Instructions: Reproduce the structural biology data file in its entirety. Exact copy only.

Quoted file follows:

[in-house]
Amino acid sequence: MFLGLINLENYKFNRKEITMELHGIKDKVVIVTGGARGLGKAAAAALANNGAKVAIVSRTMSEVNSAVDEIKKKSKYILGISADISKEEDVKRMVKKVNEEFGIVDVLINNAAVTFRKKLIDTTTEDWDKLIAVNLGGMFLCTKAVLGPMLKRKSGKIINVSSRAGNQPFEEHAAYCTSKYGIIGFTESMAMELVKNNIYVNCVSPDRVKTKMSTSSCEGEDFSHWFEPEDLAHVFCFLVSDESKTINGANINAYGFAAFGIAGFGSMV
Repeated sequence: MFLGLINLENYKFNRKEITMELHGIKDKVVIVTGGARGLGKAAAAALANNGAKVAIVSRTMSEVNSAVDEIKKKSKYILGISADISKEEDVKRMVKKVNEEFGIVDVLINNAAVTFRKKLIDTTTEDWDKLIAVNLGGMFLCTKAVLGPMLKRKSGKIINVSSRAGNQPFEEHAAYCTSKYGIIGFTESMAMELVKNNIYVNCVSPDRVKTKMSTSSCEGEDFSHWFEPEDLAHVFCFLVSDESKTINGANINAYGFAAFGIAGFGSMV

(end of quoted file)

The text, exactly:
[in-house]
Amino acid sequence: MFLGLINLENYKFNRKEITMELHGIKDKVVIVTGGARGLGKAAAAALANNGAKVAIVSRTMSEVNSAVDEIKKKSKYILGISADISKEEDVKRMVKKVNEEFGIVDVLINNAAVTFRKKLIDTTTEDWDKLIAVNLGGMFLCTKAVLGPMLKRKSGKIINVSSRAGNQPFEEHAAYCTSKYGIIGFTESMAMELVKNNIYVNCVSPDRVKTKMSTSSCEGEDFSHWFEPEDLAHVFCFLVSDESKTINGANINAYGFAAFGIAGFGSMV
Repeated sequence: MFLGLINLENYKFNRKEITMELHGIKDKVVIVTGGARGLGKAAAAALANNGAKVAIVSRTMSEVNSAVDEIKKKSKYILGISADISKEEDVKRMVKKVNEEFGIVDVLINNAAVTFRKKLIDTTTEDWDKLIAVNLGGMFLCTKAVLGPMLKRKSGKIINVSSRAGNQPFEEHAAYCTSKYGIIGFTESMAMELVKNNIYVNCVSPDRVKTKMSTSSCEGEDFSHWFEPEDLAHVFCFLVSDESKTINGANINAYGFAAFGIAGFGSMV